Caixin
Aug 14, 2020 12:49 PM
POLITICS & LAW

U.S. Designates China’s Confucius Institute a ‘Foreign Mission’

A plaque and a flag hang outside the China Institute, home of the Confucius Institute, at 125 E 65th Street in New York, U.S., on Monday, Nov. 26, 2007.  Photographer: Bloomberg
A plaque and a flag hang outside the China Institute, home of the Confucius Institute, at 125 E 65th Street in New York, U.S., on Monday, Nov. 26, 2007. Photographer: Bloomberg

(Bloomberg) — The Trump administration announced closer scrutiny of a program funded by the Chinese government that’s dedicated to teaching Chinese language and culture in the U.S., further escalating tensions with Beijing.

The Confucius Institute U.S. Center, the American headquarters of the program, will be required to register as a “foreign mission,” David Stilwell, assistant secretary of state for East Asian and Pacific Affairs, said on a conference call with reporters Thursday.

Stilwell said the designation was “long overdue” because in the area of educational exchanges “this reciprocal relationship is wildly out of balance.” He cited Chinese laws limiting the activities of non-governmental organizations and educational exchanges.

The designation amounts to a conclusion that Confucius Institutes are “substantially owned or effectively controlled” by a foreign government. It will subject them to administrative requirements similar to those for embassies and consulates, and it mirrors similar actions toward several Chinese media outlets earlier this year.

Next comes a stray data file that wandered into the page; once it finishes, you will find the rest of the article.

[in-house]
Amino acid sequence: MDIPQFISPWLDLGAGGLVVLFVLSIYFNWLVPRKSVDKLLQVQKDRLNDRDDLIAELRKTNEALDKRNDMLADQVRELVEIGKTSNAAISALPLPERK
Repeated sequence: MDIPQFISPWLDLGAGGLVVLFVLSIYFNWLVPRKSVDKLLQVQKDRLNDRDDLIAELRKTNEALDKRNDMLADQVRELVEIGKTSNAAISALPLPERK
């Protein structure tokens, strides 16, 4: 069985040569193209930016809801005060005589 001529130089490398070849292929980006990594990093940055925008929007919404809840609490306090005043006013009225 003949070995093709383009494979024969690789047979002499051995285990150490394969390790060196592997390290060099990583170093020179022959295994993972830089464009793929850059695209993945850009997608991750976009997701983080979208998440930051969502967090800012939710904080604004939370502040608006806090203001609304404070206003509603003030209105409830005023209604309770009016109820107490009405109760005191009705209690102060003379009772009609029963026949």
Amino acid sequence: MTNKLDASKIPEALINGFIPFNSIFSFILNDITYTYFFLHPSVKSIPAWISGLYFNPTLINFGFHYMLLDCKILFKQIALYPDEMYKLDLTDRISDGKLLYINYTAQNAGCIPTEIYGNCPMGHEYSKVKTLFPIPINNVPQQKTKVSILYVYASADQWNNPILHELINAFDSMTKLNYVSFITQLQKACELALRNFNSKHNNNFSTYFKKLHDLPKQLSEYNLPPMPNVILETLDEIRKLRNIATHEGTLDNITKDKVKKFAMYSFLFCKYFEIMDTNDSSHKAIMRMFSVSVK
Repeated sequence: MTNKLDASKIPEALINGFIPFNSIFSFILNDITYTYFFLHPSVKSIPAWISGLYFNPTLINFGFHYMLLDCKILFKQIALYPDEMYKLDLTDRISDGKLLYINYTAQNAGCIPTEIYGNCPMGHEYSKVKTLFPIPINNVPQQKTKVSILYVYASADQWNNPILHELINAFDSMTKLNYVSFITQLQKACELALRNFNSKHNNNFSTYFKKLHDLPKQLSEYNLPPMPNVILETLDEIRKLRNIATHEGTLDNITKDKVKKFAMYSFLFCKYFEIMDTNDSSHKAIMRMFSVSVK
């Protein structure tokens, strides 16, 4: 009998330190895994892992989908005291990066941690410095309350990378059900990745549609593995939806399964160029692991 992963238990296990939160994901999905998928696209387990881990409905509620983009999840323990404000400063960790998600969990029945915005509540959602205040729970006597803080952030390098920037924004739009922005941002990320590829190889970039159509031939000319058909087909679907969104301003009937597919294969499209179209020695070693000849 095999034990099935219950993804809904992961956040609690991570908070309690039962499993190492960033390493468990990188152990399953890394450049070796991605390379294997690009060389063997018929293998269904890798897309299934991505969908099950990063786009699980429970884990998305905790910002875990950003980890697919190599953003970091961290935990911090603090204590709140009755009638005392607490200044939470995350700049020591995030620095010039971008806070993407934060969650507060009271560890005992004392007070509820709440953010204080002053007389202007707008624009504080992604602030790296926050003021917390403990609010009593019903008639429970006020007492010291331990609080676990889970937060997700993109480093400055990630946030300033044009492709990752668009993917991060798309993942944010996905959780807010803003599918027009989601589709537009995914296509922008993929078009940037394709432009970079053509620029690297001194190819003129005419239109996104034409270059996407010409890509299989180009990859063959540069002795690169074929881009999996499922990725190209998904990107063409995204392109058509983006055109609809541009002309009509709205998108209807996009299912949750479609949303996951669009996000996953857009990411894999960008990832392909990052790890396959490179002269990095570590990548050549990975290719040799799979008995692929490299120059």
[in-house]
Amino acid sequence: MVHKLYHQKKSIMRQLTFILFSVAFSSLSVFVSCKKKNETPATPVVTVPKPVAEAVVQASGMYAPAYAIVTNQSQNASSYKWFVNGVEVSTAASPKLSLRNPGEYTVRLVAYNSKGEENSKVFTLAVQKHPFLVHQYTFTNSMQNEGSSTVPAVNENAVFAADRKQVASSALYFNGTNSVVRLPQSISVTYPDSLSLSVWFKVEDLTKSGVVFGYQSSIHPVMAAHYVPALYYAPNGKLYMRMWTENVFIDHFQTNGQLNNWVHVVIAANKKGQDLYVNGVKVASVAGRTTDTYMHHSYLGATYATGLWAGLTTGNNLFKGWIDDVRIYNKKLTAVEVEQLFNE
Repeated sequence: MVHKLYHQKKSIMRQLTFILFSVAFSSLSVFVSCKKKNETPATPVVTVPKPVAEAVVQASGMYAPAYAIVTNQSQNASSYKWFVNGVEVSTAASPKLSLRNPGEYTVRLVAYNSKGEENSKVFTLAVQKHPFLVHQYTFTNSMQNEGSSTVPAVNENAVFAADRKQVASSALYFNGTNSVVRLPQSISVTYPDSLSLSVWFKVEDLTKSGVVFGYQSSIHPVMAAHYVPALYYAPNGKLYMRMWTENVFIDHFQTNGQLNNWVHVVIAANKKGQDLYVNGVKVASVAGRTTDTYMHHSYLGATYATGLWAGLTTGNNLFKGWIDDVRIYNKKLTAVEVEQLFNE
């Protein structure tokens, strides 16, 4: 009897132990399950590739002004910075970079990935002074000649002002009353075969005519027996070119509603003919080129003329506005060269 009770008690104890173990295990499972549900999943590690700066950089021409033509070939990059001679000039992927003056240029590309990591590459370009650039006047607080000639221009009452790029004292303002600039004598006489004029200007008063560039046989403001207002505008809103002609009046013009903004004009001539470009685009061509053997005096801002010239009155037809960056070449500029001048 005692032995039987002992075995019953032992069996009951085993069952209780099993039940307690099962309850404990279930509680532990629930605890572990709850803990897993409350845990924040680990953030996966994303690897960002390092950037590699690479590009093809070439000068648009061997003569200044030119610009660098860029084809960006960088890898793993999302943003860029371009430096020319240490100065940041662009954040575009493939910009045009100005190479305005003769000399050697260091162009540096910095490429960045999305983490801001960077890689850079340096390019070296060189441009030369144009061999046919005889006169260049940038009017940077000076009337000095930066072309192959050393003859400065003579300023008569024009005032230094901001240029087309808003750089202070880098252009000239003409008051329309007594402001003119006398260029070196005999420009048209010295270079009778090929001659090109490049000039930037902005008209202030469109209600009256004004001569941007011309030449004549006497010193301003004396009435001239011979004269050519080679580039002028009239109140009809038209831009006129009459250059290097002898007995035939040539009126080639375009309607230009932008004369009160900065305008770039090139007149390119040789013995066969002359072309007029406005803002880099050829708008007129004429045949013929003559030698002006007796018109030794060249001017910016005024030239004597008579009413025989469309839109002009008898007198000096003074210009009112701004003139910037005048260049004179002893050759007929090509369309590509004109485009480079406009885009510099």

Of about 550 Confucius Institutes around the world, 80 are based at U.S. colleges, including Stanford University and Savannah State University in Georgia, according to the National Association of Scholars, a nonpartisan research group that has studied them.

Although the designation of the group’s headquarters doesn’t require action by colleges that host Confucius Institutes, Stilwell said he hopes educational institutions will take a “hard look” at their relationship.

The move is likely to worsen Washington’s already tense relationship with Beijing as the two countries clash over everything from Hong Kong to intellectual property. This week, Health and Human Services Secretary Alex Azar became the highest-ranking U.S. official to visit Taiwan in more than four decades, while Secretary of State Michael Pompeo blasted the Chinese Communist Party’s “campaigns of coercion and control.”

Stilwell said that the U.S. welcomes “positive exchanges” with other countries in the area of education, but that it was important to label the Chinese government-run institutions accurately. “We’re simply calling these things what they are. These are arms of the Chinese Communist Party,” he said.

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Contact editor Yang Ge (geyang@caixin.com)

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